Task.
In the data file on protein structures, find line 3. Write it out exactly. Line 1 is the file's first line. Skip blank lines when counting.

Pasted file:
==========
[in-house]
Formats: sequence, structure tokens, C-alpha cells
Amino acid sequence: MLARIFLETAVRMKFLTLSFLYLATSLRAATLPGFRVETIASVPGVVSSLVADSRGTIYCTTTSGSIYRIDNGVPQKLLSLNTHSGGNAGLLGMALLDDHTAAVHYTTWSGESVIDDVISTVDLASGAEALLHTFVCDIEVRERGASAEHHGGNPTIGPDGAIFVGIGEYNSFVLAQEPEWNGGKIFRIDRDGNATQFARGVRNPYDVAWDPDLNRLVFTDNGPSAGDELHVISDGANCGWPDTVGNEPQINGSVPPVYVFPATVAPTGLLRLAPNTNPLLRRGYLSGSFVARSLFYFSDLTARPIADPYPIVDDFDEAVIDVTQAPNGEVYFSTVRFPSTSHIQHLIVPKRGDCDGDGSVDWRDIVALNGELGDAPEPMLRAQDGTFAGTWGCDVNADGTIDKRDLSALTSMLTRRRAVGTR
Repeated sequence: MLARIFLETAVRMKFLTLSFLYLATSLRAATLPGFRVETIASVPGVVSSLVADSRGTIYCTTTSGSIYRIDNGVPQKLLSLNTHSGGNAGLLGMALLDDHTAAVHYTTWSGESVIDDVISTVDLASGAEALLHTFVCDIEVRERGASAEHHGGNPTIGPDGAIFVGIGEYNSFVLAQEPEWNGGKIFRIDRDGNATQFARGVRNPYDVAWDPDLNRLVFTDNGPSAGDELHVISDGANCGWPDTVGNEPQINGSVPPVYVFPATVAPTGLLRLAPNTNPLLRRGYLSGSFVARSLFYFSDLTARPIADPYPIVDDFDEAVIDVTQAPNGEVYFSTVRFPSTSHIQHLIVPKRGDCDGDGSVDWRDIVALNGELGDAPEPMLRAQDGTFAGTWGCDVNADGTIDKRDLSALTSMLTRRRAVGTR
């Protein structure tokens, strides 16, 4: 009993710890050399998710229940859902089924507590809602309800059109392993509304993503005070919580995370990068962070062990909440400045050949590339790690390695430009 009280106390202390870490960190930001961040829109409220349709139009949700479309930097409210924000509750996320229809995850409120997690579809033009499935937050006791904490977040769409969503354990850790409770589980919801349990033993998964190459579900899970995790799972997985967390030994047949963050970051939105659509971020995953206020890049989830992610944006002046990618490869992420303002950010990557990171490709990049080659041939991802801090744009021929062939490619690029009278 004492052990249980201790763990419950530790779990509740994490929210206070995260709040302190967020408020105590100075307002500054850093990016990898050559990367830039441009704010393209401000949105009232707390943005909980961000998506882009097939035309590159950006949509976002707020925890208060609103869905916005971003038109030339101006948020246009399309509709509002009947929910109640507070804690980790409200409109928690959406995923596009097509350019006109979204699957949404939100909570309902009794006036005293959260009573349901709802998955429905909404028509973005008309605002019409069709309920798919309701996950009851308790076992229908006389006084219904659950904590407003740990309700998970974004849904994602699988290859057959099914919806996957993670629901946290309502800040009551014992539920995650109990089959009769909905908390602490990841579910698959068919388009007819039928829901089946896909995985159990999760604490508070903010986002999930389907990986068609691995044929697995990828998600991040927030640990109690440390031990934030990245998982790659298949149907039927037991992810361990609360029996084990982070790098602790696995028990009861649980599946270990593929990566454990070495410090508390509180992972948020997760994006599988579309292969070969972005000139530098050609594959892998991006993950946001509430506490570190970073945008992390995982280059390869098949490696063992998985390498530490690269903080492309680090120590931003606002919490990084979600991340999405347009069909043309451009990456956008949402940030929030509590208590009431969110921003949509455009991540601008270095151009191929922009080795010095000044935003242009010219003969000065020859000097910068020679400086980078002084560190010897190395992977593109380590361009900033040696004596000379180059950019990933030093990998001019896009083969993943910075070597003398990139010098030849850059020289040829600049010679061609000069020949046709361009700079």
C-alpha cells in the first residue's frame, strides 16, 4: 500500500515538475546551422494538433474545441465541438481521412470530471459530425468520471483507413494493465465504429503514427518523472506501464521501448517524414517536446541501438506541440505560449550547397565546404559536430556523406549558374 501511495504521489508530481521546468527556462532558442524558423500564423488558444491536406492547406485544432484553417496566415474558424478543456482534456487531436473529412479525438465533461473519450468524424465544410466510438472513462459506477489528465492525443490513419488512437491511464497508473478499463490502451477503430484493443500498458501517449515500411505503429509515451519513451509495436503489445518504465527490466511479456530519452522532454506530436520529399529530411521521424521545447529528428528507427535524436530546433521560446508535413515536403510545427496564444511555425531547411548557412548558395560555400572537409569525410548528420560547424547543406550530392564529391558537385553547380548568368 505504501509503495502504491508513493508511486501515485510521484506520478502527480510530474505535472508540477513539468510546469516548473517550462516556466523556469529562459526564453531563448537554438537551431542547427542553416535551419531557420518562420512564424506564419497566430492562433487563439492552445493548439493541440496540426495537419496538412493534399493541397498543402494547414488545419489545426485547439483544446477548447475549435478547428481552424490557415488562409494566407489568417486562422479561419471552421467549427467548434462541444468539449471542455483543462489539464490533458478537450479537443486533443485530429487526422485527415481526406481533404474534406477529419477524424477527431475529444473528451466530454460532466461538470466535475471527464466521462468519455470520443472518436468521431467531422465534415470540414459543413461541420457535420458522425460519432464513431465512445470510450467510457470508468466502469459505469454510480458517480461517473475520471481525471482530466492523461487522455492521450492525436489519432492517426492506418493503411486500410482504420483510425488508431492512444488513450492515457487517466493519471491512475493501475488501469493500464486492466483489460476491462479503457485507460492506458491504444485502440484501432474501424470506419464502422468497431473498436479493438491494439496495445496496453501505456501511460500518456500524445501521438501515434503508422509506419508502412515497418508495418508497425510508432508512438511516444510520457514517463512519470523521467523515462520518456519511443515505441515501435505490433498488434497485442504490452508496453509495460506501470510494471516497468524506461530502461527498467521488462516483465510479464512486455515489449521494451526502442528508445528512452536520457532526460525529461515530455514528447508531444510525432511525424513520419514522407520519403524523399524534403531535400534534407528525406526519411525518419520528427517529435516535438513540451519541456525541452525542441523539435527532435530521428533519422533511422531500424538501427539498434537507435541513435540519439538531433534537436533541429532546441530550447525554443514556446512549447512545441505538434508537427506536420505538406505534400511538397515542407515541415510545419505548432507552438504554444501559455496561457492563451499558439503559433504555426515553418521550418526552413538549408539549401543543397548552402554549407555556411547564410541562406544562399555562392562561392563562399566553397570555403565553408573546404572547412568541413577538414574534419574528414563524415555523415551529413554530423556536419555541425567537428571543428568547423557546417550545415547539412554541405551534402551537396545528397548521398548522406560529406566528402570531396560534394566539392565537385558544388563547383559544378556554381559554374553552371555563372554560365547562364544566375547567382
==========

Amino acid sequence: MLARIFLETAVRMKFLTLSFLYLATSLRAATLPGFRVETIASVPGVVSSLVADSRGTIYCTTTSGSIYRIDNGVPQKLLSLNTHSGGNAGLLGMALLDDHTAAVHYTTWSGESVIDDVISTVDLASGAEALLHTFVCDIEVRERGASAEHHGGNPTIGPDGAIFVGIGEYNSFVLAQEPEWNGGKIFRIDRDGNATQFARGVRNPYDVAWDPDLNRLVFTDNGPSAGDELHVISDGANCGWPDTVGNEPQINGSVPPVYVFPATVAPTGLLRLAPNTNPLLRRGYLSGSFVARSLFYFSDLTARPIADPYPIVDDFDEAVIDVTQAPNGEVYFSTVRFPSTSHIQHLIVPKRGDCDGDGSVDWRDIVALNGELGDAPEPMLRAQDGTFAGTWGCDVNADGTIDKRDLSALTSMLTRRRAVGTR